The Twitter of Business: How Twitter has changed the game for investors
Like it or not, Twitter will go down in history as the communications platform that epitomized a deeply polarizing Presidency.
A little less than two years ago, the death-knell for the then-140-character count broadcasting service was ringing loud, with claims that the likes of Snapchat and Reddit were already on the path to eating the little bird for lunch.
Fast forward to today, and Twitter is not only alive and chirping up a storm, it has become the soap-box of choice for instant communication globally, starting with the President of the United States.
Though often seen for its diverging extremes – as an outlet for both the darker side of politics as well as the lighter side of humanity – it is often overlooked that Twitter serves as a primary news source for millions of people.
With now 280 characters at anyone’s disposal, companies and individuals alike are using the service to instantly share information with millions – from breaking news to royal baby birth announcements to product announcements and quarterly earnings results.
Wall Street has been no exception. While the staid world of business, finance and capital markets had traditionally poo-pooed social media as something for the less-serious-minded masses, a growing number of public and private companies have been using Twitter to tweet their message.
“There’s been a dramatic shift in the information landscape,” says Ted Bailey, founder and CEO of New York-based Dataminr. “Information is getting on sources like Twitter early and in advance of what the Street is watching.”
Last year, Bloomberg added Twitter messages to its financial data delivery service – this includes tweets from Wall Street analysts, economists and U.S. government agencies. Investors, traders and fund managers are able to access and use the data to influence the buying and selling of stocks.
Though this information isn’t anything further from what one may find on a stock exchange platform, this takes away from the idea that Twitter is a mere expression of opinion. It also takes away from the notion that, like print, the web, radio and television, that Twitter can’t or shouldn’t be used to disseminate information.
Indeed, it is now entirely common for a company to post formal earnings releases and other important shareholder information on Twitter at the same time as they issue a release over the wires.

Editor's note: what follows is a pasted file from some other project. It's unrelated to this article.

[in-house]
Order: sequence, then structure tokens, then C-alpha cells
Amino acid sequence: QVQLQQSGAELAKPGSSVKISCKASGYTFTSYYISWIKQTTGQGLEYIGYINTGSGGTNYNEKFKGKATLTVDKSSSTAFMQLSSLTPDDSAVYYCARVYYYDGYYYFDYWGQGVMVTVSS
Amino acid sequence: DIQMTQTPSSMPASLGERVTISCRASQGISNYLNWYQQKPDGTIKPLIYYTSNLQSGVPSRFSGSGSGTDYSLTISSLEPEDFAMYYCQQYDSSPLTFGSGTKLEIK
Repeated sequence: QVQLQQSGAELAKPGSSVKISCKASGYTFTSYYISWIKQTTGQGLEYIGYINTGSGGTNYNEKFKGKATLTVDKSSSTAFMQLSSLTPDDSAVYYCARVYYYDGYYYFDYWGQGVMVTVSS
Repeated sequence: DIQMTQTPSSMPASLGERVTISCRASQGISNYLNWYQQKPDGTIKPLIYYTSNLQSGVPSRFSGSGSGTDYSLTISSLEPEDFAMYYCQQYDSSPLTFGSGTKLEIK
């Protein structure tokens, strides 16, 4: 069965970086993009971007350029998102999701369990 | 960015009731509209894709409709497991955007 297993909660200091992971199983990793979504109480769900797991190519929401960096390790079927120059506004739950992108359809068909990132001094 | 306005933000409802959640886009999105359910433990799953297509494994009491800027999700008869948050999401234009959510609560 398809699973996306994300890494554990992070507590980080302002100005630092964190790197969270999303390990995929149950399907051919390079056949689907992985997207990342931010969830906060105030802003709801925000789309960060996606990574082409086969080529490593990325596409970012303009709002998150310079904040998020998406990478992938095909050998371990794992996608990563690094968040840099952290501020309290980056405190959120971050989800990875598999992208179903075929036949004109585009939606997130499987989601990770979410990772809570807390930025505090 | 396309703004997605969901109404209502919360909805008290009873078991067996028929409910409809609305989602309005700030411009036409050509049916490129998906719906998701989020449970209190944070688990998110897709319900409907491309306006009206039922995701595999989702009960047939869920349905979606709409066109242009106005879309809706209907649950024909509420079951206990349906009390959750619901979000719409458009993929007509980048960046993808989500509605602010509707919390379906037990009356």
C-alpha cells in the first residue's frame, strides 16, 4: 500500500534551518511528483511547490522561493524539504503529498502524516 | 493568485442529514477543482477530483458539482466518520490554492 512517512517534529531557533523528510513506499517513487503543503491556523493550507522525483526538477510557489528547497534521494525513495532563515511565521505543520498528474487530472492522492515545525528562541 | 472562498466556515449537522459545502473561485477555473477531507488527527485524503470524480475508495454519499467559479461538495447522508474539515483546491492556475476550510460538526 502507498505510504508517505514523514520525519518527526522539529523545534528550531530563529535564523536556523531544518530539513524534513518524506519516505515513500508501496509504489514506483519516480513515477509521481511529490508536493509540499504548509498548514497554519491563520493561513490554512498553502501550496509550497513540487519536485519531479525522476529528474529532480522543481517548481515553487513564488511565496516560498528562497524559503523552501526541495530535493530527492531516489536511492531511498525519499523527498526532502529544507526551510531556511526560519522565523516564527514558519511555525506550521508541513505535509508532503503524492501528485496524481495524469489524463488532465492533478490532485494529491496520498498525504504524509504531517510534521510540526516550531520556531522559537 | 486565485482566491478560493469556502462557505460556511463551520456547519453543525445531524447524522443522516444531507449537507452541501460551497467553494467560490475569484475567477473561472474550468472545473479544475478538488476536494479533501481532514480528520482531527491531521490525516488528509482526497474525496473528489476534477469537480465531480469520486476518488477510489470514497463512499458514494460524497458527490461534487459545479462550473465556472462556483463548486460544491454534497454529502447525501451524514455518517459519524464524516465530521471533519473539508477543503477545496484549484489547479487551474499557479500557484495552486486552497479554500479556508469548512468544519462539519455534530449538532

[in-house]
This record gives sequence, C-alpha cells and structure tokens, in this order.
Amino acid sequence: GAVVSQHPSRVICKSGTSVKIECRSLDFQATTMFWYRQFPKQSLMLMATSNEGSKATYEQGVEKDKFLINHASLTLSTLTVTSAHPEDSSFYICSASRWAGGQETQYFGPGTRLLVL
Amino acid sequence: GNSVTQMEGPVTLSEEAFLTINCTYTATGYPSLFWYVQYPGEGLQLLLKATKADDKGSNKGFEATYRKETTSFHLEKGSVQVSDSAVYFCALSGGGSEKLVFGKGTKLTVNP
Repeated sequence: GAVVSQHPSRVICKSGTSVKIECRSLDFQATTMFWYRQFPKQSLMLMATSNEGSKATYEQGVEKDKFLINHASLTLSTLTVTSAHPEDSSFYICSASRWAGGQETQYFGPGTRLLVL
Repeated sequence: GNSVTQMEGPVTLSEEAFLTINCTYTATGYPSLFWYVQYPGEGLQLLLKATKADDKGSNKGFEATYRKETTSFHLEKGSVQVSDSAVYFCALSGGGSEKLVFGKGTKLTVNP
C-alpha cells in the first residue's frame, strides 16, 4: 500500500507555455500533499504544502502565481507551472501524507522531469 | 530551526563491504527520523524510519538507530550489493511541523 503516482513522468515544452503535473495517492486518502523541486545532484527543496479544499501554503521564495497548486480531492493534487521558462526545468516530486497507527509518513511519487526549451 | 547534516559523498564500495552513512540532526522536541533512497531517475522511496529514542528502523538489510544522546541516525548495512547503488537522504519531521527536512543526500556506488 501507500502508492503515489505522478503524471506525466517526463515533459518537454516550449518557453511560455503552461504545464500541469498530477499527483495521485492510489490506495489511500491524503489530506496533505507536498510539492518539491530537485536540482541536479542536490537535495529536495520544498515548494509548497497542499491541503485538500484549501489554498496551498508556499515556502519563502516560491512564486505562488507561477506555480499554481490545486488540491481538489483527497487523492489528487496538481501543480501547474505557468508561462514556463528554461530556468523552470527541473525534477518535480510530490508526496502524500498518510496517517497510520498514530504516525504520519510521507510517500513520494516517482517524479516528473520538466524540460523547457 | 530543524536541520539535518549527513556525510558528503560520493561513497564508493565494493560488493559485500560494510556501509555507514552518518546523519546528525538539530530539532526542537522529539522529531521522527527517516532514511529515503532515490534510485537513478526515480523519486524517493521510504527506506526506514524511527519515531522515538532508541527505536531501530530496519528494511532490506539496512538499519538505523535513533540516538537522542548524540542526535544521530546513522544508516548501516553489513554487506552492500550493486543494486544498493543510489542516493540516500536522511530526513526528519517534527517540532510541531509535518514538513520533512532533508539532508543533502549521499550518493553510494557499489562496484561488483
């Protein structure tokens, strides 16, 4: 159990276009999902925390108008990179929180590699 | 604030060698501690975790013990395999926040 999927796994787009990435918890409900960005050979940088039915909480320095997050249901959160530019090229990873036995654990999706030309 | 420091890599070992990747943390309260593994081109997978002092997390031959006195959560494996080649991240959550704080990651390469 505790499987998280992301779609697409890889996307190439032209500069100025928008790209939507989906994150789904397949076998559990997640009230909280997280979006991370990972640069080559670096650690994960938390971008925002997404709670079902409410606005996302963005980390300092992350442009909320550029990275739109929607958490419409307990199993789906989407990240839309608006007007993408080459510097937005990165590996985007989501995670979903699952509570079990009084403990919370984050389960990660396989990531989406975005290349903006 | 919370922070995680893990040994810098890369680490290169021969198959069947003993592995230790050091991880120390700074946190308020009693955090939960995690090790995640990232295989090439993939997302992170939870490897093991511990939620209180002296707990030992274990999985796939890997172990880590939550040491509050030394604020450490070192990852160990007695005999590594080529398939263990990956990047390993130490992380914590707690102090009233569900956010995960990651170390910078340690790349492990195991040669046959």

The simple truth is, the average retail investor is likely to see the tweet before they come across a more formal news story.
This new trend also serves smaller companies, who may not have a big enough name to draw the national news’ attention, in that it gives them the opportunity to share their message far and wide without relying on a press release getting picked up by media.
That said, as news travels fast on Twitter, companies also have to be weary, and more vigilant than ever before.
Famed entrepreneur Elon Musk landed himself in hot water over his use of Twitter last year, after tweeting that he had secured enough capital to take Tesla private, angering the SEC in the process. In short, he was accused of using his Twitter account to manipulate Tesla’s stock price.
His punishment? Musk lost his position as Chairman of Tesla’s board of directors for three years, was forced to pay $20 million in fines, and now has to secure approval from a lawyer before posting anything on Twitter that could be relevant to Tesla shareholders.
On top of all of that, he never did take Tesla private.
All of this is to show that, Twitter may in fact prove to be both a blessing and curse to modern companies. While it can serve as an efficient and cost-effective method for companies to share their news to a wider audience, the flip side is that negative news travels just as fast, and, as Mr. Musk showed last year, the repercussions can far exceed the reward.